When massive pop artists shake things up, the results can be divisive. Pop music is designed to target the broadest swathe of the market, and changing the formula usually involves picking out and homing in on a more specific trait, something that in turn will appeal greatly to some and alienate others. For their new EP, Mumford & Sons embrace African music, folding it into their grandiose folk pop hooks. It’s tempting to call that move safe, considering the groundwork laid by everyone from Paul Simon to Vampire Weekend. But while they didn’t produce anything that will change their music or your perception of it, the resulting Johannesburg glows with a genuine appreciation, even love, of the music and musicians with which Mumford and Sons collaborated.
The EP comes only about a year out from Wilder Mind, the outfit’s third studio album. Divisive in its own way, the record found the British outfit amplifying the rock element of their sound, without sacrificing their massive pop appeal. The results were trite, sure, but again seemed to come from an honest passion, an interest that even if founded on cliches was rendered in loving accuracy. After that big change, it’s an interesting decision to incorporate an even bigger shift into their next release. But here they are, bringing in South African band Beatenberg, Malawian-British duo The Very Best, and Senegalese singer Baaba Maal. They got back into the studio again because they were inspired and sincere.
That sincerity counts as the EP’s biggest strength, but could also be considered its key weakness. The formula for the set remains pretty consistent: Tracks begin with a groove driven by their collaborators, followed by one of those iconic massive Mumford harmony hooks, return to the groove, rinse, and repeat. The one track on which all of the collaborators participate, “Wona” is a prime example. The guitars and bass bounce in a polyrhythm, followed by plenty of charming aux percussion and a skipping, Vampire Weekend-esque vocal line from Beatenberg’s Matthew Field. And then, just as the Mumford world seems to have changed, all of the momentum is capped by the arrival of a big, slow, syrupy melody — championed by vague lovelorn platitudes no less.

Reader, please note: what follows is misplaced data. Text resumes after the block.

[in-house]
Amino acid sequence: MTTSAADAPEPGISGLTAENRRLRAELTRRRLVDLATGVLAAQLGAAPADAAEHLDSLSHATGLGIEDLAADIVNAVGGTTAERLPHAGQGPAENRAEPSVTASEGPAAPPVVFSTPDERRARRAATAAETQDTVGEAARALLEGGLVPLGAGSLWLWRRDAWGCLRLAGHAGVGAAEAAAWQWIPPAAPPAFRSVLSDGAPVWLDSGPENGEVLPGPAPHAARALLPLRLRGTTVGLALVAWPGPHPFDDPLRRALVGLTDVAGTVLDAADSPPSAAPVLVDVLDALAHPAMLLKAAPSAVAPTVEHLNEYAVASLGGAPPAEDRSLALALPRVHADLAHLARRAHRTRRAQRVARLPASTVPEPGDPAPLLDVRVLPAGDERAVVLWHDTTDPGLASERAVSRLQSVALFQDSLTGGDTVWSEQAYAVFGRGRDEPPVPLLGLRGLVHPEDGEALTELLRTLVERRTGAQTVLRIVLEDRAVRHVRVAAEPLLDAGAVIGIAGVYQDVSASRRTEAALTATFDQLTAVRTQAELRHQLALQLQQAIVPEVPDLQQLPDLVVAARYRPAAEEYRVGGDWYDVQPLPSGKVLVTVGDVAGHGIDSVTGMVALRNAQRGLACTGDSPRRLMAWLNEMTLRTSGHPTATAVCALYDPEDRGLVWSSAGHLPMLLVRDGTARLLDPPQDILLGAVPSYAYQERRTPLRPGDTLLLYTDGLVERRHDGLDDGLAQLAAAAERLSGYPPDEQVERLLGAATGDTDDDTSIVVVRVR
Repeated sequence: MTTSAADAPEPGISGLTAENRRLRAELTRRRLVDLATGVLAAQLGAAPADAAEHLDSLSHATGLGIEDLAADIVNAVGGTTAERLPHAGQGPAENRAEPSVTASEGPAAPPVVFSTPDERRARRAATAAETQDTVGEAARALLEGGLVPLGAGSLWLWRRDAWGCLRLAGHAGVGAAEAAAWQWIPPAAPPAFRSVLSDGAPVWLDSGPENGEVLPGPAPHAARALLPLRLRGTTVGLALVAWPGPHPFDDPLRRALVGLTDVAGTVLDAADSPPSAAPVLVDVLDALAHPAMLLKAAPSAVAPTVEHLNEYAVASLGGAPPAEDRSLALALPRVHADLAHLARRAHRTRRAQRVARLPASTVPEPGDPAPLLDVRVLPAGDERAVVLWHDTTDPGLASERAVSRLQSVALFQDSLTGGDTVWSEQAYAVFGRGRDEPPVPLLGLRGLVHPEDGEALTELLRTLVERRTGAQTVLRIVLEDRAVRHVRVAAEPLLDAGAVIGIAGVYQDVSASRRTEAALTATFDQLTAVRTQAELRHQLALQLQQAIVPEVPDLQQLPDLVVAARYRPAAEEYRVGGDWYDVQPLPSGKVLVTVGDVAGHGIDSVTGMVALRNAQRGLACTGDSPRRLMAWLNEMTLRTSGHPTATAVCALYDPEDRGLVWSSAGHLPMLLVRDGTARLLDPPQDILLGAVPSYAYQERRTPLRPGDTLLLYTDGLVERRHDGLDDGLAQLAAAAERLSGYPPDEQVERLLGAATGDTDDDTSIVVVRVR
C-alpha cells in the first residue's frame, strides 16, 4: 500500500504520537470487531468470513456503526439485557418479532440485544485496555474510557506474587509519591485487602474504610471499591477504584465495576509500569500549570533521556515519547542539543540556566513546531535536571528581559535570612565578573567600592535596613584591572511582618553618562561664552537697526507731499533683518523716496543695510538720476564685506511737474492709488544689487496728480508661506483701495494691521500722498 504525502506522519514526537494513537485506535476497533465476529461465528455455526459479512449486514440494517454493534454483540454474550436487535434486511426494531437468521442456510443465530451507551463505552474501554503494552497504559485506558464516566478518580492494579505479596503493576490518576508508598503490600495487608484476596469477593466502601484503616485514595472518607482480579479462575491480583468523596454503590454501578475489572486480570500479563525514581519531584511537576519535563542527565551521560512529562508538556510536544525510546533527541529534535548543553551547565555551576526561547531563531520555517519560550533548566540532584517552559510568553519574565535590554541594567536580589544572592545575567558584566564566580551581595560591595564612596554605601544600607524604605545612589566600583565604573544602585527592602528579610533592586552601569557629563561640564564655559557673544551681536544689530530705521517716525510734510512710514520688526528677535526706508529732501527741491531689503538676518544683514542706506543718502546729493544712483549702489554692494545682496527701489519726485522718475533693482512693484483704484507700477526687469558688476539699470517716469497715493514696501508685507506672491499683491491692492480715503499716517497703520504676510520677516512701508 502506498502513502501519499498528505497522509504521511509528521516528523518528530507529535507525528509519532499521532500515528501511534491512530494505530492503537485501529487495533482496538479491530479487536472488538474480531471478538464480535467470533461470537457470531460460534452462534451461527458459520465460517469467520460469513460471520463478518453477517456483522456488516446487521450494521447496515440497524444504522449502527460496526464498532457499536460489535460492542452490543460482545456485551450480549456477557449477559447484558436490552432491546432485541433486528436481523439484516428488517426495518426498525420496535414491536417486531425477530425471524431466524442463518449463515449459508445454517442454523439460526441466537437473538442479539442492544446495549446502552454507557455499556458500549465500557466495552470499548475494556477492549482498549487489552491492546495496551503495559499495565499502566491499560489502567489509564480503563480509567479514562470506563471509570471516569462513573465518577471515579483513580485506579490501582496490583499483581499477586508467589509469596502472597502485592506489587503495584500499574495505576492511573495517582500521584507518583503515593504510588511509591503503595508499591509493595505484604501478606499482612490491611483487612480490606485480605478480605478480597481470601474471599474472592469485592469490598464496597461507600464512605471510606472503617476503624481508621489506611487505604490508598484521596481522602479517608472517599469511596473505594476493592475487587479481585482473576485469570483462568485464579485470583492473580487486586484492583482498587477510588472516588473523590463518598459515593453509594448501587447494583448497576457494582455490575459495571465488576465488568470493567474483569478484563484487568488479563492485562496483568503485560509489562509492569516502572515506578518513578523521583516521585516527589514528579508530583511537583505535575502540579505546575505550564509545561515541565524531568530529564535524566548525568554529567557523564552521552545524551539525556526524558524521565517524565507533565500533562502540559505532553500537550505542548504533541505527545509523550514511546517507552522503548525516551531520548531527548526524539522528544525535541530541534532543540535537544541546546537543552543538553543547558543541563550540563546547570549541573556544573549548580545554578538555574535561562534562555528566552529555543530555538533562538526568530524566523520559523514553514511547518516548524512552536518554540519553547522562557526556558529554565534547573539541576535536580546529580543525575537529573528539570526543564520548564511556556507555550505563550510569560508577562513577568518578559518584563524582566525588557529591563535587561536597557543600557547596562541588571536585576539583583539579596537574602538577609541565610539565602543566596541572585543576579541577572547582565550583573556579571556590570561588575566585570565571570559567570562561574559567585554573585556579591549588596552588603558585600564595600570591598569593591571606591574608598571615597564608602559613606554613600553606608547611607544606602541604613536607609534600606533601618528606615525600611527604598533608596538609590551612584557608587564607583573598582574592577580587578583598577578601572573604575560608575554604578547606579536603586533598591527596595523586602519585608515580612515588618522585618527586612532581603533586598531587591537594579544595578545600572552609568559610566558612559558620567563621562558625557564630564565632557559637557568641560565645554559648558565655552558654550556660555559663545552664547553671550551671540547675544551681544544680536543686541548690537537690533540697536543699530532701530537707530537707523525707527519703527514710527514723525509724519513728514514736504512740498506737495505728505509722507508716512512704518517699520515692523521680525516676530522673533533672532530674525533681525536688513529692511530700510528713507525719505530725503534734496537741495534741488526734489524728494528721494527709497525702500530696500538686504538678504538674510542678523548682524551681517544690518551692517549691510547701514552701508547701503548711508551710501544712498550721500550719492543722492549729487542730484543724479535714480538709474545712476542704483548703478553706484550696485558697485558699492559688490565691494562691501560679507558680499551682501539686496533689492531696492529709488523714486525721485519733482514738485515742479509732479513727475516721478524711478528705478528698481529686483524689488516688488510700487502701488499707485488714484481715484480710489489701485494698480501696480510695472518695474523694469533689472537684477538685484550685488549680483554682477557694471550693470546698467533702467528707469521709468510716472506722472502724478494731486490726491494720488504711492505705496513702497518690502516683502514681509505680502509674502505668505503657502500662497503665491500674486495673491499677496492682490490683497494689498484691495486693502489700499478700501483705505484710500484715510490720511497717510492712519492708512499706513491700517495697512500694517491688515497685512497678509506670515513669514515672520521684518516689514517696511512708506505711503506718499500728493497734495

Rather than finding common ground, Mumford & Sons sound excited to stand side-by-side with their African collaborators. It’s hard to fault them; Maal, The Very Best, and Beatenberg’s were invited to this party because they’re all powerful artists in their own right. But rather than mine the potential depths of a more cohesive collaboration, the two halves often feel disconnected.
For that fusion of pop and African influences, one need look no further than Beatenberg. The trio of Field, Robin Brink, and Ross Dorkin bring vibrant, complex polyrhythms to bear on indie pop. The skipping “Fool You’ve Landed” is a bit listless — especially lyrically — but gets across a warm, sunny feeling. When Mumford and Sons give way completely to Maal on the closing “Si Tu Veux”, the result is similarly ecstatic, the harmonies acting as footlights for his evocative vocals, conveying so much emotion that even non-Pulaar speakers will get plenty from the song.
On the slow-burning “Ngamila”, the two halves come closest to being actually stitched together. The rhythms don’t disconnect between Maal’s verses and the Mumford chorus. The slinky lead guitar line and choppy percussion build to the appropriate epic heights for The Very Best vocalist Esau Mwamwaya, Maal, and Mumford’s full-throated syllables. “You stare at your own hands not the hands they entwine,” Mumford soars, followed by the Malawian Mwamwaya and the Senegalese Maal. In fact, though, it seems that Mumford & Sons spend equal time staring at their own hands and those they entwine, but less time at the fact that they’re entwined. Hopefully fans will notice, though, and move from here to Maal’s The Traveller, The Hanging Gardens of Beatenberg, and The Very Best’s Makes a King while they wait for Mumford and Sons’ next experiment.
Essential Tracks: “Si Tu Veux”, “Ngamila”